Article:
BROOKSVILLE — When Hernando County got word early this week that Gov. Rick Scott had approved $3 million for the construction of the Nature Coast education and tourism center, the staff was ready to jump into the project.
The center, which is planned for a location inside the Weekiwachee Preserve, will still require numerous steps before final approval. But county officials didn't want to waste any time, said county Commissioner Nick Nicholson.
The county will prepare a request for qualifications for an engineer in the next 60 days and county staff will work on plans to upgrade the entrance road and bring utilities to the site. The in-house work will speed up the process, Nicholson said, and the hope is to have the facility mostly done within a year.
The center is planned for a site inside the Weekiwachee Preserve that had previously been mined. At the same site, the county is also planning a 20-acre beach on lakes left behind by the mining operation, in addition to developing other recreational activities such as canoeing, kayaking and fishing.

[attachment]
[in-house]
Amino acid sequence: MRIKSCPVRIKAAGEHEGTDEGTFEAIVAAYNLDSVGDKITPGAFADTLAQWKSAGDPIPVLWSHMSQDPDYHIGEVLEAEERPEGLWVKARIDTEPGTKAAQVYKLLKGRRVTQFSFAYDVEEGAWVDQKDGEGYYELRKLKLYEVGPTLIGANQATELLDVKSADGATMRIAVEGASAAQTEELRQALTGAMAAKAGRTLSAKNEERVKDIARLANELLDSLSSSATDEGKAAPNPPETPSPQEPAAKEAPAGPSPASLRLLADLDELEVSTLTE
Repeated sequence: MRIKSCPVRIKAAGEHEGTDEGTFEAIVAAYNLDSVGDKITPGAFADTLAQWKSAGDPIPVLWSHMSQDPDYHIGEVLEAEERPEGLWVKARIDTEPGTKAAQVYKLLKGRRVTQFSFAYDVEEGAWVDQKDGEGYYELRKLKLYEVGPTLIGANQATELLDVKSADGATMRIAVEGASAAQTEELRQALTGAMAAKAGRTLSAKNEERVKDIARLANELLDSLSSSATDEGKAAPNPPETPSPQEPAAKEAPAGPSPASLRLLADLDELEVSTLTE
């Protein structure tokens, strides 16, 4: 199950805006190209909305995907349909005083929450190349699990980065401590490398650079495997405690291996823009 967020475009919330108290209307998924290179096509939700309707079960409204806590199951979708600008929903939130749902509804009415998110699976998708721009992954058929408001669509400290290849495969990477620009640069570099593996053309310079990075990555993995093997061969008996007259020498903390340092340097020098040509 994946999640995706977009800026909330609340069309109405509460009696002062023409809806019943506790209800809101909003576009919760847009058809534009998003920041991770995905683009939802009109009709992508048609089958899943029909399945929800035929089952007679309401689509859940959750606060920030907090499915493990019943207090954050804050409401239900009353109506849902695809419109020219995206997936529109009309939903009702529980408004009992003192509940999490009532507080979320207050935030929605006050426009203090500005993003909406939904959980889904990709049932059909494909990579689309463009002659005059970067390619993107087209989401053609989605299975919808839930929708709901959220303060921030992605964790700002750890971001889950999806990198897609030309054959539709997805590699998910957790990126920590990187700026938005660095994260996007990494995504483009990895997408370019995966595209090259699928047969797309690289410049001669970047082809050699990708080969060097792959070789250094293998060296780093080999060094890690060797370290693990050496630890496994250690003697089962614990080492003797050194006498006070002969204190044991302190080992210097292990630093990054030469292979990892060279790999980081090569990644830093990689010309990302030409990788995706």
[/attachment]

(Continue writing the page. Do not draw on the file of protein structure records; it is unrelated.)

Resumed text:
"This is a golden opportunity for us to showcase a portion of the county that is rarely seen,'' said County Administrator Len Sossamon. "We're excited."
At a commission meeting late last month when the board approved the Weekiwachee Preserve location, commissioners also asked for a conceptual idea of how the site might be developed. The staff is working on that, Sossamon said.
That process will also get some help from local conservation groups and from the public.
Two open meetings are planned next week on Wednesday and Thursday, one in Hernando Beach and one in Brooksville, to discuss ideas on how to develop the center.
Ultimately the project will face review by the Southwest Florida Water Management District Governing Board. The county staff will also have to find $3 million in matching dollars to make the center work. About a third of that might come from the settlement the county received on the Hernando Beach Channel dredging project lawsuit, Nicholson said.
Commissioner Diane Rowden said she was grateful to the governor and legislators for awarding the state funds for the project and "for giving Hernando County the opportunity to expand tourism and ecotourism as in our strategic plan.''
The community also wrote letters supporting the funding for the preserve site.
"The environmental education center was a great concept in search of a great site,'' said Forrest Bennett, who organized the letter-writing campaign. "The center at this location will be a fabulous asset for all residents for decades to come.''